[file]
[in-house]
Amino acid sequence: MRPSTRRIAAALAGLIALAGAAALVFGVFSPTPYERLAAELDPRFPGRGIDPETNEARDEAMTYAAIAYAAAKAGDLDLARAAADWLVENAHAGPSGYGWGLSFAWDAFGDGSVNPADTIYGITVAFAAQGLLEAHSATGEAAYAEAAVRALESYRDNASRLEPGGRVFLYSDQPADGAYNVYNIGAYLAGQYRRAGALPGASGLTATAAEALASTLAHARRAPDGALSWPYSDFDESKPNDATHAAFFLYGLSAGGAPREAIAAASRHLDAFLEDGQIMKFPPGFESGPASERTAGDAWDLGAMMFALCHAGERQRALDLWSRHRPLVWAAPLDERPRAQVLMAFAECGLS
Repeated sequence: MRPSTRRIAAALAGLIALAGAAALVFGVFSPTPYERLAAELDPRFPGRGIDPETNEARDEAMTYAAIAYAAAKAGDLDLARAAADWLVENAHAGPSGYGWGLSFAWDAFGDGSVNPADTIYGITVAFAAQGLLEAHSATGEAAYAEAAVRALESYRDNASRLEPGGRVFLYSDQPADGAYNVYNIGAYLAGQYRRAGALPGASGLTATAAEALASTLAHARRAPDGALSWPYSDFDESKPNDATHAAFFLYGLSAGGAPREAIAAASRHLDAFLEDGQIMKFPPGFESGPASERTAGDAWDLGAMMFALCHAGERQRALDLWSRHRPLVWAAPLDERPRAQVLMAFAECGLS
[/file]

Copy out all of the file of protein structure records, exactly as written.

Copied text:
[in-house]
Amino acid sequence: MRPSTRRIAAALAGLIALAGAAALVFGVFSPTPYERLAAELDPRFPGRGIDPETNEARDEAMTYAAIAYAAAKAGDLDLARAAADWLVENAHAGPSGYGWGLSFAWDAFGDGSVNPADTIYGITVAFAAQGLLEAHSATGEAAYAEAAVRALESYRDNASRLEPGGRVFLYSDQPADGAYNVYNIGAYLAGQYRRAGALPGASGLTATAAEALASTLAHARRAPDGALSWPYSDFDESKPNDATHAAFFLYGLSAGGAPREAIAAASRHLDAFLEDGQIMKFPPGFESGPASERTAGDAWDLGAMMFALCHAGERQRALDLWSRHRPLVWAAPLDERPRAQVLMAFAECGLS
Repeated sequence: MRPSTRRIAAALAGLIALAGAAALVFGVFSPTPYERLAAELDPRFPGRGIDPETNEARDEAMTYAAIAYAAAKAGDLDLARAAADWLVENAHAGPSGYGWGLSFAWDAFGDGSVNPADTIYGITVAFAAQGLLEAHSATGEAAYAEAAVRALESYRDNASRLEPGGRVFLYSDQPADGAYNVYNIGAYLAGQYRRAGALPGASGLTATAAEALASTLAHARRAPDGALSWPYSDFDESKPNDATHAAFFLYGLSAGGAPREAIAAASRHLDAFLEDGQIMKFPPGFESGPASERTAGDAWDLGAMMFALCHAGERQRALDLWSRHRPLVWAAPLDERPRAQVLMAFAECGLS